The spoke nipple is a headed cylinder with threading on the inside through part of its length (there is an unthreaded lead-in nearest the "flats"). The nipples will fit in holes in the rim, so that the head of the nipple is on the outermost part of the rim, while the other end of the nipple points inwards towards the hub. The threading grasps the spoke, so turning it increases or decreases tension in the spoke and influences the position of the hub relative to the rim.
Since spoke threading and nipple threading must match, boxes of spokes usually include a like number of nipples. Weight savings or the need for great strength due to building a wheel with few spokes might call for obtaining different nipples than those shipped with the spokes. Standard materials for nipples are brass (usually nickel-plated) and aluminium. Brass is heavier but more durable and less prone to corrosion; aluminium is far lighter. If using aluminum nipples, the spokes should be long enough to engage the full length of spoke nipple threads and care and a good spoke wrench are needed to avoid rounding the flats while tightening.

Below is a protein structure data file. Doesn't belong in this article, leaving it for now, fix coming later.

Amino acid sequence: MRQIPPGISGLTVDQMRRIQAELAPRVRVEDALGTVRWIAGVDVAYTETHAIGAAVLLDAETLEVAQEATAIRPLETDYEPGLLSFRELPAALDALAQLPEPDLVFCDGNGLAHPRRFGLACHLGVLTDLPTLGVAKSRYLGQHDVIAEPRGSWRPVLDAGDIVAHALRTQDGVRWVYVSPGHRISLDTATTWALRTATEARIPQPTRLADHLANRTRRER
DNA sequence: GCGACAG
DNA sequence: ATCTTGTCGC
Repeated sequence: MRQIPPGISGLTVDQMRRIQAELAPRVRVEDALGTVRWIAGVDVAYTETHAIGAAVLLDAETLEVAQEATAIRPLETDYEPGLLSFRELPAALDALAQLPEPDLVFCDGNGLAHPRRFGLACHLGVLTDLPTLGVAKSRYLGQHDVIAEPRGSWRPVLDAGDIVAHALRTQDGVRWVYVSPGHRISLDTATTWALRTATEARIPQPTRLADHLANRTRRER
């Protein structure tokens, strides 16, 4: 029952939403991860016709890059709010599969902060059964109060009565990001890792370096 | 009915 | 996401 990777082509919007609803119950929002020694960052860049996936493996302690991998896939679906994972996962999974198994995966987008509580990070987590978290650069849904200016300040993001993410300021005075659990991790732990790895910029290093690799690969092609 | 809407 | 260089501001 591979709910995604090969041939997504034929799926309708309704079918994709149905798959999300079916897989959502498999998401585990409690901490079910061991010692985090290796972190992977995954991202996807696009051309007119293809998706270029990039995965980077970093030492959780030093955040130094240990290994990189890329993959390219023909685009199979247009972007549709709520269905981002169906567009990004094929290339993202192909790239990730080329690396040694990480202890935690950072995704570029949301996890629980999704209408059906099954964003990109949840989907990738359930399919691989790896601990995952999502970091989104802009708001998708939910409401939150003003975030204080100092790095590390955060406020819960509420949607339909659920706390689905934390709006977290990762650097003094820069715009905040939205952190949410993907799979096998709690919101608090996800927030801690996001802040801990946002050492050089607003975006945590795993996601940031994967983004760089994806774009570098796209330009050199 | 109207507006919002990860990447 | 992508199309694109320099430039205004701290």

If the underside of the nipple has the traditional conical shape, the nipple tends to adjust perpendicular to the nipple seat of the rim when the spoke is tensioned. This can cause a marked bend in the spoke where it exits the nipple, especially on small wheels with large diameter hubs, and subsequent early spoke failures. Nipples with a spherical contact surface to the rim that do not exhibit this tendency have been introduced (Sapim Polyax, DT ProHead).
- Spoke wrench Discusses the three major nipple sizes.